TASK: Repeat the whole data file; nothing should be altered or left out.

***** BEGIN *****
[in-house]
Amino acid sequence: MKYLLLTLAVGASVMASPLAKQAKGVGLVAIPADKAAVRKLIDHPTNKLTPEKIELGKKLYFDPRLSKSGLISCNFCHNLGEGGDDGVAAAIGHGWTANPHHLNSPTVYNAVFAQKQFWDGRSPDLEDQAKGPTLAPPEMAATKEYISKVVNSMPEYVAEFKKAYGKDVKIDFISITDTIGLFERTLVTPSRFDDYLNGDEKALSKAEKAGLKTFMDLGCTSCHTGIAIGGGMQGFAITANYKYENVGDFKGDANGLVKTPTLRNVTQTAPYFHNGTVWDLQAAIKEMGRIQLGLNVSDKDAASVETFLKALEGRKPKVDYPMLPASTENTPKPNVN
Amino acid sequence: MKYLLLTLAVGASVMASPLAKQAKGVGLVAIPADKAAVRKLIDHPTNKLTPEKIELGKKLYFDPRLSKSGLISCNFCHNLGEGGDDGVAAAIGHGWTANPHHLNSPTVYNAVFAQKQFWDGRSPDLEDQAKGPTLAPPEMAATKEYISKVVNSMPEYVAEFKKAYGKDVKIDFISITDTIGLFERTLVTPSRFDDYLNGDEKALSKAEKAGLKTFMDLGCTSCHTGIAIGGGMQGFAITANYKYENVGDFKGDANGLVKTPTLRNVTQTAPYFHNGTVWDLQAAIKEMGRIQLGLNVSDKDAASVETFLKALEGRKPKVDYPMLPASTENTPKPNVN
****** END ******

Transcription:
[in-house]
Amino acid sequence: MKYLLLTLAVGASVMASPLAKQAKGVGLVAIPADKAAVRKLIDHPTNKLTPEKIELGKKLYFDPRLSKSGLISCNFCHNLGEGGDDGVAAAIGHGWTANPHHLNSPTVYNAVFAQKQFWDGRSPDLEDQAKGPTLAPPEMAATKEYISKVVNSMPEYVAEFKKAYGKDVKIDFISITDTIGLFERTLVTPSRFDDYLNGDEKALSKAEKAGLKTFMDLGCTSCHTGIAIGGGMQGFAITANYKYENVGDFKGDANGLVKTPTLRNVTQTAPYFHNGTVWDLQAAIKEMGRIQLGLNVSDKDAASVETFLKALEGRKPKVDYPMLPASTENTPKPNVN
Amino acid sequence: MKYLLLTLAVGASVMASPLAKQAKGVGLVAIPADKAAVRKLIDHPTNKLTPEKIELGKKLYFDPRLSKSGLISCNFCHNLGEGGDDGVAAAIGHGWTANPHHLNSPTVYNAVFAQKQFWDGRSPDLEDQAKGPTLAPPEMAATKEYISKVVNSMPEYVAEFKKAYGKDVKIDFISITDTIGLFERTLVTPSRFDDYLNGDEKALSKAEKAGLKTFMDLGCTSCHTGIAIGGGMQGFAITANYKYENVGDFKGDANGLVKTPTLRNVTQTAPYFHNGTVWDLQAAIKEMGRIQLGLNVSDKDAASVETFLKALEGRKPKVDYPMLPASTENTPKPNVN